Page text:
Kari and I went into the summer with a blank slate… no calendar, no agenda, no plans. We had a few things we wanted to do and a few things we needed to do, but mostly our aim was to just bond together as a family. Having no idea what state our family would be in… like, would our bio kids be insane, or would our adopted kids try to run away every time we opened the front door…? We decided to not get too crazy-organized with summer plans. Overall, we just wanted to have some fun and make some memories doing what “normal” families do. Thankfully, our family is doing, on the whole, fairly well. Summer was a good season for us.
We spent a good deal of time in West Michigan at the beach. Such great times playing with friends and family! We ate at our favorite Dutch restaurant, Russ’, a few too many times. It’s hard to go anywhere else when you can feed a family of 7, with drinks and a delicious pie to take home, for under $40. We love Russ’… We tend to get a lot of unique looks there, however, along with warm smiles as well! The best comment we overheard at a table of three 75+-year-old women talking amongst themselves was, “Wow, they’re just sooooo dark!”
Here at home, the kids participated in soccer camps and spent time at the community pool. We went to a Kane County Cougars game, and Brayden and I got to go to Great America to celebrate his book reading accomplishments during the school year.
One of the personal highlights for me each summer is taking Brayden and Wyatt on our annual father-son camping trip. I debated and prayed about including Caleb this year on our trip. I felt a real peace about just taking B & W, and I’m so glad I did. They desperately needed a break from the adoption and new siblings craziness. We spent 3 days on North Manitou Island in Lake Michigan. It was an awesome trip and great time to reconnect with just the older two boys. We’re planning on Caleb joining us in 2014!
Just when you thought the paperwork was done and all the adoption bills were totally paid… Whomp, whomp! There’s more!
But, in all seriousness, August 13 was actually a big day for us. All 7 of us traveled to downtown Chicago for adoption court. Not every state does re-adoption, and it’s not a requirement, but it is highly recommended by most people. Our agency has a great lawyer they work with, so we decided to go for it. Working with this attorney and through the Illinois court system, we went through the legal process to adopt Caleb and Izzy in Illinois. This allowed us to legally change their names, get Illinois birth certificates, and have all the other documentation they may ever need (passports, social security cards, etc.) all in their correct names, linked to an American birth certificate. This makes life a lot smoother and easier for them whenever legal paperwork is required. For example, to get a driver’s license, play in Little League, or enroll in college.
We decided to take the train down to Chicago all together. It was a lot of fun.
The whole family entered the court room, we raised our right hands, went under oath, and all stood before the judge for questioning. Surprisingly, the judge actually asked a lot of questions, spending most of her time talking with Brayden and Wyatt about Kari and I, our family, and their siblings. Our boys did awesome, and we were so incredibly proud of them. They seemed so grown up and so brave standing in front of a judge in the Daley Center in downtown Chicago, answering questions about their home, family, and adoption. This father’s heart was bursting with pride as my boys talked about how they love Caleb and Izzy, and where they go to school, and about their church. The judge was full of smiles and satisfaction. We were quickly approved, and we celebrated the occasion with some Garrett’s Chicago Mix Popcorn on our way back home on the train.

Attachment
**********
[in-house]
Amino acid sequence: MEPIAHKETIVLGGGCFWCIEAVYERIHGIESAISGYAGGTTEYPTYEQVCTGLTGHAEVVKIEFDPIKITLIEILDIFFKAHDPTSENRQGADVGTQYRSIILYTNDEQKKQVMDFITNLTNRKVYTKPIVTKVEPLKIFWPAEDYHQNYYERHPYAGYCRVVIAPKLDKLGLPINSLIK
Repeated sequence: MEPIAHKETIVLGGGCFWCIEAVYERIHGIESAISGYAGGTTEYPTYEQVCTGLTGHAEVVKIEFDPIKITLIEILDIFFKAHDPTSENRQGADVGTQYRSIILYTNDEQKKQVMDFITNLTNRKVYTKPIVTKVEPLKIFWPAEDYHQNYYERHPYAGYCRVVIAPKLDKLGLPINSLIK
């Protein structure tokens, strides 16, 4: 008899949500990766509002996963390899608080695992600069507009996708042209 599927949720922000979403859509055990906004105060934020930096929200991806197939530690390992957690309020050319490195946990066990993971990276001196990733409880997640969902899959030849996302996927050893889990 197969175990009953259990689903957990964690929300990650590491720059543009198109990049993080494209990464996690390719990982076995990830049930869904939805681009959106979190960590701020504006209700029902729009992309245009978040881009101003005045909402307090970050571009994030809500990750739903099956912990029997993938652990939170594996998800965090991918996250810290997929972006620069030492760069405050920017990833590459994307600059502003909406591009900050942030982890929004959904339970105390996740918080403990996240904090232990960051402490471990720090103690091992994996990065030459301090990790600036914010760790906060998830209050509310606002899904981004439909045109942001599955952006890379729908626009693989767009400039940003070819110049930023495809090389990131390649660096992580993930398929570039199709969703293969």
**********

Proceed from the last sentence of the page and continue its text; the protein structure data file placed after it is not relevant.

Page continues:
13 years of marriage…
This summer, on July 8 to be exact, Kari and I celebrated our 13th wedding anniversary. We were planning a 10-day trip to Tahiti (ha, ha!), but instead opted for a night out in Grand Haven, MI, while my mom and dad watched the kids for a few hours. We had a great time, enjoyed some delicious food at a new local restaurant, and even got to catch the Musical Fountain, but left early because it seemed like it was “Katy Perry Night” or something.
Each day I’m more amazed at how good God has been to us. How faithful He has been and what an adventure He has taken us on. From Wheaton College, to LeaderTreks, to Zambia, to HoneyRock, back to LeaderTreks, 5 kids, adoption… The list goes on and on. He has been so faithful and good. Just the other night as Kari and I were making dinner together for the family, I asked her, “Did you ever think 13 years ago that you’d have 5 kids and be loading an extra-large cookie sheet with 50 fish sticks for dinner?” We both laughed. We wouldn’t have it any other way!
60 years of marriage…!!
One of the highlights this summer was being able to celebrate Kari’s Grandma and Grandpa’s 60th wedding anniversary in northern Indiana. Over 100 people, friends and family, came to celebrate their faithfulness to each other and their amazing marriage. What an encouragement to everyone there, hearing how God was and continues to be the center of their marriage. Such a blessing and legacy for our family.